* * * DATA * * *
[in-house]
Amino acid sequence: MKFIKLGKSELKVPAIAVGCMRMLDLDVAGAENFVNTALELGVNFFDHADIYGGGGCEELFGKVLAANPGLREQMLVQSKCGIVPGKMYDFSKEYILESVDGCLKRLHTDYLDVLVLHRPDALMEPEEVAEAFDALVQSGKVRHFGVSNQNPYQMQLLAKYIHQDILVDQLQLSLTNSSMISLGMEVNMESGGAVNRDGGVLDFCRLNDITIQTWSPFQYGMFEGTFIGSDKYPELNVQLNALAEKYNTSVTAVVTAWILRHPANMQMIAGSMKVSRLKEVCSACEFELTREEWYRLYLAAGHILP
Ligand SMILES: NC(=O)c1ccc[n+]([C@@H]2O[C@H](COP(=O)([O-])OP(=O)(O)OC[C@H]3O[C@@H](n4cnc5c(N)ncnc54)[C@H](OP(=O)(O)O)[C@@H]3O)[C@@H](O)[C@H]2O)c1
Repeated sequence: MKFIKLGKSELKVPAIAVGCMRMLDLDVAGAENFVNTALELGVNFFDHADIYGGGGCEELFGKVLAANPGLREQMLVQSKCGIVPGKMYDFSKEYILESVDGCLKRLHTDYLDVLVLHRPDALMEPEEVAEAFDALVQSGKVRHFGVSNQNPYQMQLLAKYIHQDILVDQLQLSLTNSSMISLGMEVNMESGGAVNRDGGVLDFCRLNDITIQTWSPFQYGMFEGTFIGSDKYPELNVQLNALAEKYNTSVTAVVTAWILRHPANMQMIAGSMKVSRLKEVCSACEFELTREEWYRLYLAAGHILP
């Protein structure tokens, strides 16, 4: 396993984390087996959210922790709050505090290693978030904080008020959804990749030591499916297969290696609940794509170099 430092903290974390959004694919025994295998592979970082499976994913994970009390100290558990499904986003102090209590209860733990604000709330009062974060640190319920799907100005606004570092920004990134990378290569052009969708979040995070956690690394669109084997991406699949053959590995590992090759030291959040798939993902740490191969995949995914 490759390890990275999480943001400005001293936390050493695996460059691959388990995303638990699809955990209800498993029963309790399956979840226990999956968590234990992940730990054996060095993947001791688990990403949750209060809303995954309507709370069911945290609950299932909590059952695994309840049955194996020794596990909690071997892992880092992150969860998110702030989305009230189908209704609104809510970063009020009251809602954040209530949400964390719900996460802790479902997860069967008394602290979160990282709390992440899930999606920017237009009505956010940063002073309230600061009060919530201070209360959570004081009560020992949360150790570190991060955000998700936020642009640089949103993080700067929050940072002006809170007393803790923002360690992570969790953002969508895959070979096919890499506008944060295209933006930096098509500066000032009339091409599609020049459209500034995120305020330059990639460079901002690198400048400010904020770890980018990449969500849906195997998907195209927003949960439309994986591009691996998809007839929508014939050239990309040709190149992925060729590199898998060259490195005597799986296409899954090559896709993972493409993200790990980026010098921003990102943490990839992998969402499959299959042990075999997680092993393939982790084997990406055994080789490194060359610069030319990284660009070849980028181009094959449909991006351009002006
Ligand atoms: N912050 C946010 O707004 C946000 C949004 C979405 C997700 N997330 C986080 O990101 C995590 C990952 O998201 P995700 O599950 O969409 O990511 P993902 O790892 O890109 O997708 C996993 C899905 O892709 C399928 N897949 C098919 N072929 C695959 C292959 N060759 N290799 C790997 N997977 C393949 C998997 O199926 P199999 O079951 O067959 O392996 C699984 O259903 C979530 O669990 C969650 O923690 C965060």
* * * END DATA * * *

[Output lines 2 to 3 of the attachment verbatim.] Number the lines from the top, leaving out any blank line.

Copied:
Amino acid sequence: MKFIKLGKSELKVPAIAVGCMRMLDLDVAGAENFVNTALELGVNFFDHADIYGGGGCEELFGKVLAANPGLREQMLVQSKCGIVPGKMYDFSKEYILESVDGCLKRLHTDYLDVLVLHRPDALMEPEEVAEAFDALVQSGKVRHFGVSNQNPYQMQLLAKYIHQDILVDQLQLSLTNSSMISLGMEVNMESGGAVNRDGGVLDFCRLNDITIQTWSPFQYGMFEGTFIGSDKYPELNVQLNALAEKYNTSVTAVVTAWILRHPANMQMIAGSMKVSRLKEVCSACEFELTREEWYRLYLAAGHILP
Ligand SMILES: NC(=O)c1ccc[n+]([C@@H]2O[C@H](COP(=O)([O-])OP(=O)(O)OC[C@H]3O[C@@H](n4cnc5c(N)ncnc54)[C@H](OP(=O)(O)O)[C@@H]3O)[C@@H](O)[C@H]2O)c1